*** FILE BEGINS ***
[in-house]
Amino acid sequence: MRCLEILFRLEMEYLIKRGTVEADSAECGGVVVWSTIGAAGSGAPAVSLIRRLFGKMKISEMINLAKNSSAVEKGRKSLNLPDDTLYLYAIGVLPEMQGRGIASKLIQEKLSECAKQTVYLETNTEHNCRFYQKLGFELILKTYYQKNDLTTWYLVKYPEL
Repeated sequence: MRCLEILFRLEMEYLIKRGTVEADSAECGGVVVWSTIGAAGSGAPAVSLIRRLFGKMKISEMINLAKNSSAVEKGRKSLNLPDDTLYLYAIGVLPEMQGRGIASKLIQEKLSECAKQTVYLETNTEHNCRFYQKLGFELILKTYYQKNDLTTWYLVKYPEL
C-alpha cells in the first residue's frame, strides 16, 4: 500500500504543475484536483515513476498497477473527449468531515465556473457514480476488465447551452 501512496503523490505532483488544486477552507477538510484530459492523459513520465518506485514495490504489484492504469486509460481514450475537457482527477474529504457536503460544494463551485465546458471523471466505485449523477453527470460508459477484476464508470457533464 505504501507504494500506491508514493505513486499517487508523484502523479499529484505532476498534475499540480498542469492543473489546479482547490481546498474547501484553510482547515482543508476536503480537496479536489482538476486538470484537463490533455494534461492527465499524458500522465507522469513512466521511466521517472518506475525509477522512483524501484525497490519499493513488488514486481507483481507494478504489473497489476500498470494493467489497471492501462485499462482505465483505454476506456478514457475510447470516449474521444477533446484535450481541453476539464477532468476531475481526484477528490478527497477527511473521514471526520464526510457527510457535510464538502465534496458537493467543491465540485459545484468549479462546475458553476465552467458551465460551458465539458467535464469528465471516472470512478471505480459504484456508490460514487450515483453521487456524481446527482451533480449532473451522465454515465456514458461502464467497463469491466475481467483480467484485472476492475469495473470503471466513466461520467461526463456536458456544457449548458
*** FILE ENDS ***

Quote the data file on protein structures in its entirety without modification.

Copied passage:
[in-house]
Amino acid sequence: MRCLEILFRLEMEYLIKRGTVEADSAECGGVVVWSTIGAAGSGAPAVSLIRRLFGKMKISEMINLAKNSSAVEKGRKSLNLPDDTLYLYAIGVLPEMQGRGIASKLIQEKLSECAKQTVYLETNTEHNCRFYQKLGFELILKTYYQKNDLTTWYLVKYPEL
Repeated sequence: MRCLEILFRLEMEYLIKRGTVEADSAECGGVVVWSTIGAAGSGAPAVSLIRRLFGKMKISEMINLAKNSSAVEKGRKSLNLPDDTLYLYAIGVLPEMQGRGIASKLIQEKLSECAKQTVYLETNTEHNCRFYQKLGFELILKTYYQKNDLTTWYLVKYPEL
C-alpha cells in the first residue's frame, strides 16, 4: 500500500504543475484536483515513476498497477473527449468531515465556473457514480476488465447551452 501512496503523490505532483488544486477552507477538510484530459492523459513520465518506485514495490504489484492504469486509460481514450475537457482527477474529504457536503460544494463551485465546458471523471466505485449523477453527470460508459477484476464508470457533464 505504501507504494500506491508514493505513486499517487508523484502523479499529484505532476498534475499540480498542469492543473489546479482547490481546498474547501484553510482547515482543508476536503480537496479536489482538476486538470484537463490533455494534461492527465499524458500522465507522469513512466521511466521517472518506475525509477522512483524501484525497490519499493513488488514486481507483481507494478504489473497489476500498470494493467489497471492501462485499462482505465483505454476506456478514457475510447470516449474521444477533446484535450481541453476539464477532468476531475481526484477528490478527497477527511473521514471526520464526510457527510457535510464538502465534496458537493467543491465540485459545484468549479462546475458553476465552467458551465460551458465539458467535464469528465471516472470512478471505480459504484456508490460514487450515483453521487456524481446527482451533480449532473451522465454515465456514458461502464467497463469491466475481467483480467484485472476492475469495473470503471466513466461520467461526463456536458456544457449548458